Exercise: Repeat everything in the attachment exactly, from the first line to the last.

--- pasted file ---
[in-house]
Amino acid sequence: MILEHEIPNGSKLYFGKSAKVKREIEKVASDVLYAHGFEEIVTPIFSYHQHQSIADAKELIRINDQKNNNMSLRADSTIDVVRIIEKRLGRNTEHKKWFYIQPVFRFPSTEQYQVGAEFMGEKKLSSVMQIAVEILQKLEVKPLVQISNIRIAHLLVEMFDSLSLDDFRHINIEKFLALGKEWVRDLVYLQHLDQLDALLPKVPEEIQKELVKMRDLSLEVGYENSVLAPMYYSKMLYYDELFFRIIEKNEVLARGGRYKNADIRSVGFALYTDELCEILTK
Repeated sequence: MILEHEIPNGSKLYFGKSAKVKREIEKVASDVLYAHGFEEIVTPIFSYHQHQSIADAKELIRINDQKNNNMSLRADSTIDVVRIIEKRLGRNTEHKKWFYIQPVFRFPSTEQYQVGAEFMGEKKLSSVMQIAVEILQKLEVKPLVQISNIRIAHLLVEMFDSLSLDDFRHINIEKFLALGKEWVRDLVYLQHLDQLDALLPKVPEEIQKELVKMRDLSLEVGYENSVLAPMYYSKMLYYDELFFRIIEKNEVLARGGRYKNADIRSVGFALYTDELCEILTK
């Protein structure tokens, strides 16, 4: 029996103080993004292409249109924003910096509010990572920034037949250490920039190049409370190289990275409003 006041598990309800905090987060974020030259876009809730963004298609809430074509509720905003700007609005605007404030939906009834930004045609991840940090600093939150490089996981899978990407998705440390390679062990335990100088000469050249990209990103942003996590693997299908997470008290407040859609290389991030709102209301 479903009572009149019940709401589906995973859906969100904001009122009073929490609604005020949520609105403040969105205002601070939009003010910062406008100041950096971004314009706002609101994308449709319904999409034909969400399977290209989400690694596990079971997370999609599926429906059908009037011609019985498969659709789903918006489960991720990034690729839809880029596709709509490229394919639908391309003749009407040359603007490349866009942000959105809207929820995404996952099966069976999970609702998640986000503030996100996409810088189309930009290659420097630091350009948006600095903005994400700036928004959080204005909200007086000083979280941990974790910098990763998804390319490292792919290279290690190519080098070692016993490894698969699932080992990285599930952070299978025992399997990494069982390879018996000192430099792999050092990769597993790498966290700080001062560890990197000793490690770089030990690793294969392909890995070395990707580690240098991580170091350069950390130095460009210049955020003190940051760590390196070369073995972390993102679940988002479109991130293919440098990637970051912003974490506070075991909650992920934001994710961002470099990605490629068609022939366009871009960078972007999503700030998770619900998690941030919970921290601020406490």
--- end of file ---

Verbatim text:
[in-house]
Amino acid sequence: MILEHEIPNGSKLYFGKSAKVKREIEKVASDVLYAHGFEEIVTPIFSYHQHQSIADAKELIRINDQKNNNMSLRADSTIDVVRIIEKRLGRNTEHKKWFYIQPVFRFPSTEQYQVGAEFMGEKKLSSVMQIAVEILQKLEVKPLVQISNIRIAHLLVEMFDSLSLDDFRHINIEKFLALGKEWVRDLVYLQHLDQLDALLPKVPEEIQKELVKMRDLSLEVGYENSVLAPMYYSKMLYYDELFFRIIEKNEVLARGGRYKNADIRSVGFALYTDELCEILTK
Repeated sequence: MILEHEIPNGSKLYFGKSAKVKREIEKVASDVLYAHGFEEIVTPIFSYHQHQSIADAKELIRINDQKNNNMSLRADSTIDVVRIIEKRLGRNTEHKKWFYIQPVFRFPSTEQYQVGAEFMGEKKLSSVMQIAVEILQKLEVKPLVQISNIRIAHLLVEMFDSLSLDDFRHINIEKFLALGKEWVRDLVYLQHLDQLDALLPKVPEEIQKELVKMRDLSLEVGYENSVLAPMYYSKMLYYDELFFRIIEKNEVLARGGRYKNADIRSVGFALYTDELCEILTK
């Protein structure tokens, strides 16, 4: 029996103080993004292409249109924003910096509010990572920034037949250490920039190049409370190289990275409003 006041598990309800905090987060974020030259876009809730963004298609809430074509509720905003700007609005605007404030939906009834930004045609991840940090600093939150490089996981899978990407998705440390390679062990335990100088000469050249990209990103942003996590693997299908997470008290407040859609290389991030709102209301 479903009572009149019940709401589906995973859906969100904001009122009073929490609604005020949520609105403040969105205002601070939009003010910062406008100041950096971004314009706002609101994308449709319904999409034909969400399977290209989400690694596990079971997370999609599926429906059908009037011609019985498969659709789903918006489960991720990034690729839809880029596709709509490229394919639908391309003749009407040359603007490349866009942000959105809207929820995404996952099966069976999970609702998640986000503030996100996409810088189309930009290659420097630091350009948006600095903005994400700036928004959080204005909200007086000083979280941990974790910098990763998804390319490292792919290279290690190519080098070692016993490894698969699932080992990285599930952070299978025992399997990494069982390879018996000192430099792999050092990769597993790498966290700080001062560890990197000793490690770089030990690793294969392909890995070395990707580690240098991580170091350069950390130095460009210049955020003190940051760590390196070369073995972390993102679940988002479109991130293919440098990637970051912003974490506070075991909650992920934001994710961002470099990605490629068609022939366009871009960078972007999503700030998770619900998690941030919970921290601020406490």